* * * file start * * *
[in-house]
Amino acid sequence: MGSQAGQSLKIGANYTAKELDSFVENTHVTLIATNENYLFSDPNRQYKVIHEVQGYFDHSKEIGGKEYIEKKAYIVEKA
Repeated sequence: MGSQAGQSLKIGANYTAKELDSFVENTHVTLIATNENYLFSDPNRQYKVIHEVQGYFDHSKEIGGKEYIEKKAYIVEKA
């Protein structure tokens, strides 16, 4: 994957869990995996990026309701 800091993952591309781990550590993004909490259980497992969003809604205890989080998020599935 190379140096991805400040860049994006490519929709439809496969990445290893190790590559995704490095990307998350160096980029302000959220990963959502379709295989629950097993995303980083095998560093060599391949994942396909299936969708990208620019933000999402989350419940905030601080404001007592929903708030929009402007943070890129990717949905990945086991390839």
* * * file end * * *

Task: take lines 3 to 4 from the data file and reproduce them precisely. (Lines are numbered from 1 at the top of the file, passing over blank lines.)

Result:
Repeated sequence: MGSQAGQSLKIGANYTAKELDSFVENTHVTLIATNENYLFSDPNRQYKVIHEVQGYFDHSKEIGGKEYIEKKAYIVEKA
């Protein structure tokens, strides 16, 4: 994957869990995996990026309701 800091993952591309781990550590993004909490259980497992969003809604205890989080998020599935 190379140096991805400040860049994006490519929709439809496969990445290893190790590559995704490095990307998350160096980029302000959220990963959502379709295989629950097993995303980083095998560093060599391949994942396909299936969708990208620019933000999402989350419940905030601080404001007592929903708030929009402007943070890129990717949905990945086991390839």